A crystal structure with N atoms in its unit cell can be solved starting from a model with atoms 1 to j − 1 being located. To locate the next atom j, the method uses a modified definition of the traditional R1 factor where its dependencies on the locations of atoms j + 1 to N are removed. This modified R1 is called the single-atom R1 (sR1), because the locations of atoms 1 to j − 1 in sR1 are the known parameters, and only the location of atom j is unknown. Finding the correct position of atom j translates thus into the optimization of the sR1 function, with respect to its fractional coordinates, xj, yj, zj. Using experimental data, it has been verified that an sR1 has a hole near each missing atom. Further, it has been verified that an algorithm based on sR1, hereby called the sR1 method, can solve crystal structures (with up to 156 non-hydrogen atoms in the unit cell). The strategy to carry out this calculation has also been optimized. The main feature of the sR1 method is that, starting from a single arbitrarily positioned atom, the structure is gradually revealed. With the user's help to delete poorly determined parts of the structure, the sR1 method can build the model to a high final quality. Thus, sR1 is a viable and useful tool for solving crystal structures.Copyright (c) 2024 International Union of Crystallographyurn:issn:2053-2733Zhang, X.Donahue, J.P.2024-03-18doi:10.1107/S2053273324001554International Union of CrystallographyA new optimization method based on a new concept of single-atom R1 (sR1) for solving crystal structures is presented.ENstructure solutionglobal minimizationsingle-atom R1molecular replacementA crystal structure with N atoms in its unit cell can be solved starting from a model with atoms 1 to j − 1 being located. To locate the next atom j, the method uses a modified definition of the traditional R1 factor where its dependencies on the locations of atoms j + 1 to N are removed. This modified R1 is called the single-atom R1 (sR1), because the locations of atoms 1 to j − 1 in sR1 are the known parameters, and only the location of atom j is unknown. Finding the correct position of atom j translates thus into the optimization of the sR1 function, with respect to its fractional coordinates, xj, yj, zj. Using experimental data, it has been verified that an sR1 has a hole near each missing atom. Further, it has been verified that an algorithm based on sR1, hereby called the sR1 method, can solve crystal structures (with up to 156 non-hydrogen atoms in the unit cell). The strategy to carry out this calculation has also been optimized. The main feature of the sR1 method is that, starting from a single arbitrarily positioned atom, the structure is gradually revealed. With the user's help to delete poorly determined parts of the structure, the sR1 method can build the model to a high final quality. Thus, sR1 is a viable and useful tool for solving crystal structures.text/htmlThe single-atom R1: a new optimization method to solve crystal structurestext3802024-03-18Copyright (c) 2024 International Union of CrystallographyActa Crystallographica Section Aresearch papers237248N-representable one-electron reduced density matrix reconstruction with frozen core electrons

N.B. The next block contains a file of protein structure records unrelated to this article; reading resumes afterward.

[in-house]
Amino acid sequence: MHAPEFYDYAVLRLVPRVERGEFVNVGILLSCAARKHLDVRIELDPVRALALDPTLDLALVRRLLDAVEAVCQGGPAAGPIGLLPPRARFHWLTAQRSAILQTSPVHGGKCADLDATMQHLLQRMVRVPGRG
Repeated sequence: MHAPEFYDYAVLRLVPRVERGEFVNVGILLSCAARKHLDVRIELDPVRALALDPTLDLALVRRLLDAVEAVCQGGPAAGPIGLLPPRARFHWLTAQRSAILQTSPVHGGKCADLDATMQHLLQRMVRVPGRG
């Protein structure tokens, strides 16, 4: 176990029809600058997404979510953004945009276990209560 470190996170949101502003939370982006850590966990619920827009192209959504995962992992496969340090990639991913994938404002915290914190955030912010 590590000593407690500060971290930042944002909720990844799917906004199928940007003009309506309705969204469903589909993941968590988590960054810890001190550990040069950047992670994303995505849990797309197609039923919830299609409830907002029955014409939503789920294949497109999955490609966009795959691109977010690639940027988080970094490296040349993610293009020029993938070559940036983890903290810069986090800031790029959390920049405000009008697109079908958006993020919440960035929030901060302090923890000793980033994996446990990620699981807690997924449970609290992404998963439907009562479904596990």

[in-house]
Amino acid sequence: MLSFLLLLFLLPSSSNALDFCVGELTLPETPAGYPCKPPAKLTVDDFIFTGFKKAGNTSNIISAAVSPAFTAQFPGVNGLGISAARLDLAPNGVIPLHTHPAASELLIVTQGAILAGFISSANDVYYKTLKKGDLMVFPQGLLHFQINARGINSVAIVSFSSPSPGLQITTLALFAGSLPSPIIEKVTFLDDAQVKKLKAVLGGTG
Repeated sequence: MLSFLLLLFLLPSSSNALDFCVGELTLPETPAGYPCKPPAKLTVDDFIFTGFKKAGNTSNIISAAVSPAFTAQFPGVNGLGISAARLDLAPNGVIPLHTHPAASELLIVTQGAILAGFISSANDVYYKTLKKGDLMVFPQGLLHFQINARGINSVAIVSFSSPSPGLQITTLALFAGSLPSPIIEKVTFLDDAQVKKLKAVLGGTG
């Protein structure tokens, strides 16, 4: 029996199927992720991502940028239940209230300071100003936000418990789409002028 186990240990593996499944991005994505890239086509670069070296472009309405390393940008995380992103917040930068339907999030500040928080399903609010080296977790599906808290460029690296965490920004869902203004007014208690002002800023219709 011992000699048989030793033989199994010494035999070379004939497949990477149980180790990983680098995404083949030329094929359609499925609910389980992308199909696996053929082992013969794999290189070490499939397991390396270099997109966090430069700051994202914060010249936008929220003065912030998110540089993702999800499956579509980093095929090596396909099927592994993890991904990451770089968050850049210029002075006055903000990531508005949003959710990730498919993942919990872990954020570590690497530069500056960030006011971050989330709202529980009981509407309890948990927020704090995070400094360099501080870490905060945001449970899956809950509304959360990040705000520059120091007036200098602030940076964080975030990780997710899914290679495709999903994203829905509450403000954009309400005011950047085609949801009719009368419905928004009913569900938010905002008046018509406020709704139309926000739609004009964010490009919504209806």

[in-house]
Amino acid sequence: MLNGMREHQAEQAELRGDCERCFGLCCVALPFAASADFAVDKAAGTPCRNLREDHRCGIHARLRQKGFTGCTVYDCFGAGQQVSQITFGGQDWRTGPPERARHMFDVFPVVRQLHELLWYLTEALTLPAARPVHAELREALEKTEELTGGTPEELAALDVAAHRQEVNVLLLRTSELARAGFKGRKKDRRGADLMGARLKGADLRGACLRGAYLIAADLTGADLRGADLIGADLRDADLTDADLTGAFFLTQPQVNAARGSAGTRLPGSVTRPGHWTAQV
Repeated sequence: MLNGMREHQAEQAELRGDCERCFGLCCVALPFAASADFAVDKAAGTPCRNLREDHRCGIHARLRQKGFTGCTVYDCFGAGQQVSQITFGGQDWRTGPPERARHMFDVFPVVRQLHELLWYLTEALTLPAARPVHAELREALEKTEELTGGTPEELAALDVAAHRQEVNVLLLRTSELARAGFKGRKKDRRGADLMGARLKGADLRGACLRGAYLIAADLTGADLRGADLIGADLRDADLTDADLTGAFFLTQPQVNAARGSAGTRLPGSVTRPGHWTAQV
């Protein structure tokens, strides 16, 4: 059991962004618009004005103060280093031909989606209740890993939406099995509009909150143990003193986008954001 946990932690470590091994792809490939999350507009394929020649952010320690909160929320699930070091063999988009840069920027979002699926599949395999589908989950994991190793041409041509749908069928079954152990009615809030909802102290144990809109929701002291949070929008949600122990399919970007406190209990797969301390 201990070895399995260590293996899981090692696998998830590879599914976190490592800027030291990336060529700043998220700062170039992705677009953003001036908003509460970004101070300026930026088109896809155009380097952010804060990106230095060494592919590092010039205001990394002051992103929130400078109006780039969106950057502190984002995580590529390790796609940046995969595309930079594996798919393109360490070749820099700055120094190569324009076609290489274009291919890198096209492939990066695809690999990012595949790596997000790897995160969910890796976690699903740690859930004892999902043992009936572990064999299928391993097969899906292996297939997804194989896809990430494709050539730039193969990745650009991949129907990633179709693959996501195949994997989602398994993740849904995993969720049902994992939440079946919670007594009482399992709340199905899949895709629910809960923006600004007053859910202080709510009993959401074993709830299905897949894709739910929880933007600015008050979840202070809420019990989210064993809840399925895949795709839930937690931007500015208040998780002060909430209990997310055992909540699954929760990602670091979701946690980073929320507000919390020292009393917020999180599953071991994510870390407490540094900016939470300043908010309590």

http://scripts.iucr.org/cgi-bin/paper?pl5038